• 13 million people are now food insecure and in need of support across Northern Ethiopia, where a protracted period of limited humanitarian assistance and populations being displaced by conflict is making an already dire situation worse.
• WFP is pushing supplies into the three regions at scale – WFP and partners have managed to transport over 100,000 mt of humanitarian supplies to the Tigray Region since convoys restarted on 1 April.
A year and a half into the conflict, over 13 million people are now in need of food assistance in Northern Ethiopia: 4.8 million in the Tigray Region, 1.2 million in the Afar Region and over 7 million in the Amhara Region. 94 percent of Afar’s Zone 2 and 4 were severely food insecure, and over a third of households reported their children had been admitted to health facilities due to food scarcity, according to WFP’s Emergency Food Security Assessment conducted in January and February. Of these households, 3 percent reported their children died due to malnutrition. In conflict affected zones of Amhara, the assessment showed the highest prevalence of food insecurity in the Wag Hamra and North Wollo zones, which were both under Tigray forces’ control for about five months prior to the survey.
Meanwhile in Tigray, 83 percent of the population are food insecure and struggle to find enough to eat – with 50 percent of pregnant and breastfeeding women malnourished. WFP is currently conducting another Emergency Food Security Assessment in the region, with results expected to be available in mid-July.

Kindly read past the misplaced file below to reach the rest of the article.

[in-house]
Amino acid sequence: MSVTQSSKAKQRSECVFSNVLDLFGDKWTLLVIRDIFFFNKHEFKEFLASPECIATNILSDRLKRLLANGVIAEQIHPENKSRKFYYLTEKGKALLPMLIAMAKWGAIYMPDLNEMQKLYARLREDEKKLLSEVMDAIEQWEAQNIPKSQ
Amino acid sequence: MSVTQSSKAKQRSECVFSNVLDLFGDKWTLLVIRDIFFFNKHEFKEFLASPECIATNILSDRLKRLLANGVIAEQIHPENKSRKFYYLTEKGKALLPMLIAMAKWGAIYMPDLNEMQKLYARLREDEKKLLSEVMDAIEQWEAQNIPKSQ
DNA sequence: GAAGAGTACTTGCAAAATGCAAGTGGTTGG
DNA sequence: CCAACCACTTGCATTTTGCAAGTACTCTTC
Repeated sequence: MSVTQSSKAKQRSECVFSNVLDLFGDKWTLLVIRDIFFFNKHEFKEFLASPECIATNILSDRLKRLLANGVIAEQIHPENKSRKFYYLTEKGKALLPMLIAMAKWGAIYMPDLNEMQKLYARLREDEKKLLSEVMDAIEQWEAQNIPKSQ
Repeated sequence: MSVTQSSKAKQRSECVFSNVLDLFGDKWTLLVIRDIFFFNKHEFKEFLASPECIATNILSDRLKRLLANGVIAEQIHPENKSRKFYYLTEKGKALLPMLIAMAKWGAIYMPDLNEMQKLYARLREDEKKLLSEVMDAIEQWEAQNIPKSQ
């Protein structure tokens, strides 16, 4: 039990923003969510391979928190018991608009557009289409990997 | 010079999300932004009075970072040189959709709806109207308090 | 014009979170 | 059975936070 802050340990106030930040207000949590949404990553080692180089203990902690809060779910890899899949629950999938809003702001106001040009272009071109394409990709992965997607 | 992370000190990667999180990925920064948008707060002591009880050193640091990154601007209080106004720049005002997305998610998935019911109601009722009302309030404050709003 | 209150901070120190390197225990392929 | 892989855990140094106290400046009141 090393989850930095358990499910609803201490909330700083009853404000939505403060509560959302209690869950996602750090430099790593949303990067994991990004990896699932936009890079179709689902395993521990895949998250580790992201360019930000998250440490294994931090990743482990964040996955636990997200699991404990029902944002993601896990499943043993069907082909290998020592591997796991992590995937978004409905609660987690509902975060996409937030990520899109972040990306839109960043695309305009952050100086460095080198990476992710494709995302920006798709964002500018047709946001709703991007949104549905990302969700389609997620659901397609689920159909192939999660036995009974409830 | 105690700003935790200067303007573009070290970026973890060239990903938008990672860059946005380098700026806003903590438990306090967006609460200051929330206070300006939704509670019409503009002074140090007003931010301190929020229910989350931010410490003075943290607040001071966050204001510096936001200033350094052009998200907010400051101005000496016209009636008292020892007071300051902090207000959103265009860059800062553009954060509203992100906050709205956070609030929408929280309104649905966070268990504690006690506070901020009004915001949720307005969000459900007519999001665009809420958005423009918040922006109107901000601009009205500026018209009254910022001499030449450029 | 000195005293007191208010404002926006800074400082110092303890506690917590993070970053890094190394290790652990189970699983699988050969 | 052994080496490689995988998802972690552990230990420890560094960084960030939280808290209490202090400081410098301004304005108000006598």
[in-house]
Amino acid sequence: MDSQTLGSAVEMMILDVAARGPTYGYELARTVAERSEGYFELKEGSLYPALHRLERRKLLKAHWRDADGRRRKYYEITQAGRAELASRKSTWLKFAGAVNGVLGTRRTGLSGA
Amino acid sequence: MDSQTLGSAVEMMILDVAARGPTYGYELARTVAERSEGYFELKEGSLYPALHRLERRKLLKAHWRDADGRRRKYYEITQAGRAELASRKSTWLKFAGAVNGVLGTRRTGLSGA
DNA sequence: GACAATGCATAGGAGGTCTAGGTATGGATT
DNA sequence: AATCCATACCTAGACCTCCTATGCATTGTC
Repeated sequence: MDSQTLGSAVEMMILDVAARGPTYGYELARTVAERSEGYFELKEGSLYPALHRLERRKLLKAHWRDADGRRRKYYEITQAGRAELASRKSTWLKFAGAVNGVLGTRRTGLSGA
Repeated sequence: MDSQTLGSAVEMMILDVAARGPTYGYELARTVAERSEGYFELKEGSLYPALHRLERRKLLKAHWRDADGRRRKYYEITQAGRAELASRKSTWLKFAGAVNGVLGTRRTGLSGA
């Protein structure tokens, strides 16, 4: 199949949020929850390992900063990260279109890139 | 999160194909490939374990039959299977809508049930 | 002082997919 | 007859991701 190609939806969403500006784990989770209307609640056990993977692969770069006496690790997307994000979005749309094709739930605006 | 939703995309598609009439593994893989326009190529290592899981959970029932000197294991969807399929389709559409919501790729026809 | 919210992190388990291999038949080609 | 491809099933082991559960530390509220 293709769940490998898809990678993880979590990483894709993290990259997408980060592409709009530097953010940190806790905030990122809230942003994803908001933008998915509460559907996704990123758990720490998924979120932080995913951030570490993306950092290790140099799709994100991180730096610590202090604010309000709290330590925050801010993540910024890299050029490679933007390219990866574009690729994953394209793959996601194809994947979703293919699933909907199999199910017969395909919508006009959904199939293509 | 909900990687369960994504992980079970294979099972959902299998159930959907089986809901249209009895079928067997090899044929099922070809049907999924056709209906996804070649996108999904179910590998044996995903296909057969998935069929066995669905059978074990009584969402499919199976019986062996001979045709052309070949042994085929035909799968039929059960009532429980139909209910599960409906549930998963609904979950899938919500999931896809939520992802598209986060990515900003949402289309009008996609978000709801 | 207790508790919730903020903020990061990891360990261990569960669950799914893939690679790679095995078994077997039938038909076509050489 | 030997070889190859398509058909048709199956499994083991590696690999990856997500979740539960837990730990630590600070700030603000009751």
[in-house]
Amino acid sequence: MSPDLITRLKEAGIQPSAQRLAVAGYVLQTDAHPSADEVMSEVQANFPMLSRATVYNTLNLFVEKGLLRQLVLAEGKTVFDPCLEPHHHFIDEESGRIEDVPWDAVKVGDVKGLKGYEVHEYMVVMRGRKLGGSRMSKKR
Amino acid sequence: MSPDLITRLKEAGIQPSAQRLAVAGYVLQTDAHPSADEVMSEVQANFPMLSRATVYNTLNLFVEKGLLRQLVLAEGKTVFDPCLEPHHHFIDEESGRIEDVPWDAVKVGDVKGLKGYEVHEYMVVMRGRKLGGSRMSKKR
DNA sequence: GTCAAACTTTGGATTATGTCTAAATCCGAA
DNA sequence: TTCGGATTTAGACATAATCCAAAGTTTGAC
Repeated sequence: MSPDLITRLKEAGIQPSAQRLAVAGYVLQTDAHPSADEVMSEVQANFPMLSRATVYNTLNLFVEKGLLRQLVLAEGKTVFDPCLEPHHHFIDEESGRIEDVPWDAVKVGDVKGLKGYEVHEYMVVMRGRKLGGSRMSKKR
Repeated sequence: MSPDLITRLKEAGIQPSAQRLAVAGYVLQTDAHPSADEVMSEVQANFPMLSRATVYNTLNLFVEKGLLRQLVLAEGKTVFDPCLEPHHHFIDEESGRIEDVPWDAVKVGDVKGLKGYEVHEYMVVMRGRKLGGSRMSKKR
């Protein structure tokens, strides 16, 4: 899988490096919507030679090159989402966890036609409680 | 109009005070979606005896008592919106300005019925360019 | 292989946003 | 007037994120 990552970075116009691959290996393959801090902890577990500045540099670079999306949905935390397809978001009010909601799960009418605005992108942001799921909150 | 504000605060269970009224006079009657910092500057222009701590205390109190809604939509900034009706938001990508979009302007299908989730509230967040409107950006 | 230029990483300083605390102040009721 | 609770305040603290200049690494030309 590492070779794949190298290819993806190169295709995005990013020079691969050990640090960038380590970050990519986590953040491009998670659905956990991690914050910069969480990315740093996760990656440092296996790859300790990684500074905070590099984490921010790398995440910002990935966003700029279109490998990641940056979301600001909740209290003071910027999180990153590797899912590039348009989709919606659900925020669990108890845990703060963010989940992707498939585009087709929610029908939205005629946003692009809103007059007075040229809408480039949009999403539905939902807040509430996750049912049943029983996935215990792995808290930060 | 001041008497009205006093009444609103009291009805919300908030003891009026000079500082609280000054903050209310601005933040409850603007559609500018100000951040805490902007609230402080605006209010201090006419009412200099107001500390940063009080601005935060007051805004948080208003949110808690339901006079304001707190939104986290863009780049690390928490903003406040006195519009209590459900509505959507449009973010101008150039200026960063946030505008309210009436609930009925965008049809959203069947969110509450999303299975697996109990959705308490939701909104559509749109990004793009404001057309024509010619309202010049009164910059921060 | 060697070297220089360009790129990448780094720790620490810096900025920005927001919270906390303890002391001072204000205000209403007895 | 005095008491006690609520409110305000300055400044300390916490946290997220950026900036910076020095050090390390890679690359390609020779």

WFP and partners have been scaling-up operations in Northern Ethiopia since the Government announced a humanitarian truce in March. WFP-led convoys have been flowing at pace into Tigray over the past ten weeks - making largescale deliveries of 100,000 mt food and other lifesaving humanitarian supplies on behalf of partners. Since convoys restarted, WFP has been able to reach 620,000 people with emergency food assistance in the region, many of whom had not received any form of food assistance for over eight months.
Meanwhile, food deliveries continue on track in Afar and Amhara – where WFP is preparing to start 2022’s Round 2 distributions to 630,000 and 650,000 people, respectively. To continue delivering humanitarian assistance at scale to affected populations, WFP needs the full, unfettered movement of supplies across control lines. This includes the opening of another two corridors into Tigray - the most effective way to maximize the delivery of relief items across Northern Ethiopia.